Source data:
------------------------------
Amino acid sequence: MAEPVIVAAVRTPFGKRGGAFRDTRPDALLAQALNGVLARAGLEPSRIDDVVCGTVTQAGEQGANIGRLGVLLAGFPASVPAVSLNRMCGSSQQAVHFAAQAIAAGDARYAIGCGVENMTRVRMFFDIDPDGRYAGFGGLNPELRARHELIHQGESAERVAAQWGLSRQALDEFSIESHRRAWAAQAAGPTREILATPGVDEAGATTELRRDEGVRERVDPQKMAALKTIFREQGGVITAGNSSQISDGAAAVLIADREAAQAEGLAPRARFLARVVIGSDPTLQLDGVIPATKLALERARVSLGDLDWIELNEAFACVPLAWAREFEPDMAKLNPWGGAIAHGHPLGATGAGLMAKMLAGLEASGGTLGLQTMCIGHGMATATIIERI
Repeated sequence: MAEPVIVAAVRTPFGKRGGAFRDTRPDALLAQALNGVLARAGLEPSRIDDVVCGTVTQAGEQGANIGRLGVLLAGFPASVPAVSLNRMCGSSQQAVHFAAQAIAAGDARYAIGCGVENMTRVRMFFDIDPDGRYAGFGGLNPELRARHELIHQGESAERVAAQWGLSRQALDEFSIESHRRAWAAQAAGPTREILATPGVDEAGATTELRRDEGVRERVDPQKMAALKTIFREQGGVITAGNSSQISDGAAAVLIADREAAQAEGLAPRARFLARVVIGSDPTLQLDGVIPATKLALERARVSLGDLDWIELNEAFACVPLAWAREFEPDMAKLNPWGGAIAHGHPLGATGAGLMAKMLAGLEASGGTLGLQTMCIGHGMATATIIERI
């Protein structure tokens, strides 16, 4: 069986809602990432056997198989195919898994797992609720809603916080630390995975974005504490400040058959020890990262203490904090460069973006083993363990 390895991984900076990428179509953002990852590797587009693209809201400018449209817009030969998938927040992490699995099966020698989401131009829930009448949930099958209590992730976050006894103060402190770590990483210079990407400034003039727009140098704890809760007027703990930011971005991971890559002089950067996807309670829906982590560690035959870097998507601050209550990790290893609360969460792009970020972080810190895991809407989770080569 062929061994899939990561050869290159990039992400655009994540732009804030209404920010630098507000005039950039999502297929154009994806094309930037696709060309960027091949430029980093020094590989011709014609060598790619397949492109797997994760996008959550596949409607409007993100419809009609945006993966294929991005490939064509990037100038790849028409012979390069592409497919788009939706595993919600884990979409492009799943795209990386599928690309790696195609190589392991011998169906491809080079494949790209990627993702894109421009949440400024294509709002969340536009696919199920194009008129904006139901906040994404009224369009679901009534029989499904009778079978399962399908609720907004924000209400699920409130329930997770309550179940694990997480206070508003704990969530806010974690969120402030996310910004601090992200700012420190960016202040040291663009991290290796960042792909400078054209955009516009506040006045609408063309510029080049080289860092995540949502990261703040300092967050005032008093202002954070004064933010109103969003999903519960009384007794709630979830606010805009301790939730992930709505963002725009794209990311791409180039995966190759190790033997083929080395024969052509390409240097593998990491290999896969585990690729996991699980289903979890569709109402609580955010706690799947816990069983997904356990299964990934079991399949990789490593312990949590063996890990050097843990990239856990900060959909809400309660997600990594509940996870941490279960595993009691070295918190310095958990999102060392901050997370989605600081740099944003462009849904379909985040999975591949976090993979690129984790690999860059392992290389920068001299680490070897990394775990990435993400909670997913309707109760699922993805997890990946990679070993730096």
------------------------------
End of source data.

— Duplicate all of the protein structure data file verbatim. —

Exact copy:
Amino acid sequence: MAEPVIVAAVRTPFGKRGGAFRDTRPDALLAQALNGVLARAGLEPSRIDDVVCGTVTQAGEQGANIGRLGVLLAGFPASVPAVSLNRMCGSSQQAVHFAAQAIAAGDARYAIGCGVENMTRVRMFFDIDPDGRYAGFGGLNPELRARHELIHQGESAERVAAQWGLSRQALDEFSIESHRRAWAAQAAGPTREILATPGVDEAGATTELRRDEGVRERVDPQKMAALKTIFREQGGVITAGNSSQISDGAAAVLIADREAAQAEGLAPRARFLARVVIGSDPTLQLDGVIPATKLALERARVSLGDLDWIELNEAFACVPLAWAREFEPDMAKLNPWGGAIAHGHPLGATGAGLMAKMLAGLEASGGTLGLQTMCIGHGMATATIIERI
Repeated sequence: MAEPVIVAAVRTPFGKRGGAFRDTRPDALLAQALNGVLARAGLEPSRIDDVVCGTVTQAGEQGANIGRLGVLLAGFPASVPAVSLNRMCGSSQQAVHFAAQAIAAGDARYAIGCGVENMTRVRMFFDIDPDGRYAGFGGLNPELRARHELIHQGESAERVAAQWGLSRQALDEFSIESHRRAWAAQAAGPTREILATPGVDEAGATTELRRDEGVRERVDPQKMAALKTIFREQGGVITAGNSSQISDGAAAVLIADREAAQAEGLAPRARFLARVVIGSDPTLQLDGVIPATKLALERARVSLGDLDWIELNEAFACVPLAWAREFEPDMAKLNPWGGAIAHGHPLGATGAGLMAKMLAGLEASGGTLGLQTMCIGHGMATATIIERI
């Protein structure tokens, strides 16, 4: 069986809602990432056997198989195919898994797992609720809603916080630390995975974005504490400040058959020890990262203490904090460069973006083993363990 390895991984900076990428179509953002990852590797587009693209809201400018449209817009030969998938927040992490699995099966020698989401131009829930009448949930099958209590992730976050006894103060402190770590990483210079990407400034003039727009140098704890809760007027703990930011971005991971890559002089950067996807309670829906982590560690035959870097998507601050209550990790290893609360969460792009970020972080810190895991809407989770080569 062929061994899939990561050869290159990039992400655009994540732009804030209404920010630098507000005039950039999502297929154009994806094309930037696709060309960027091949430029980093020094590989011709014609060598790619397949492109797997994760996008959550596949409607409007993100419809009609945006993966294929991005490939064509990037100038790849028409012979390069592409497919788009939706595993919600884990979409492009799943795209990386599928690309790696195609190589392991011998169906491809080079494949790209990627993702894109421009949440400024294509709002969340536009696919199920194009008129904006139901906040994404009224369009679901009534029989499904009778079978399962399908609720907004924000209400699920409130329930997770309550179940694990997480206070508003704990969530806010974690969120402030996310910004601090992200700012420190960016202040040291663009991290290796960042792909400078054209955009516009506040006045609408063309510029080049080289860092995540949502990261703040300092967050005032008093202002954070004064933010109103969003999903519960009384007794709630979830606010805009301790939730992930709505963002725009794209990311791409180039995966190759190790033997083929080395024969052509390409240097593998990491290999896969585990690729996991699980289903979890569709109402609580955010706690799947816990069983997904356990299964990934079991399949990789490593312990949590063996890990050097843990990239856990900060959909809400309660997600990594509940996870941490279960595993009691070295918190310095958990999102060392901050997370989605600081740099944003462009849904379909985040999975591949976090993979690129984790690999860059392992290389920068001299680490070897990394775990990435993400909670997913309707109760699922993805997890990946990679070993730096």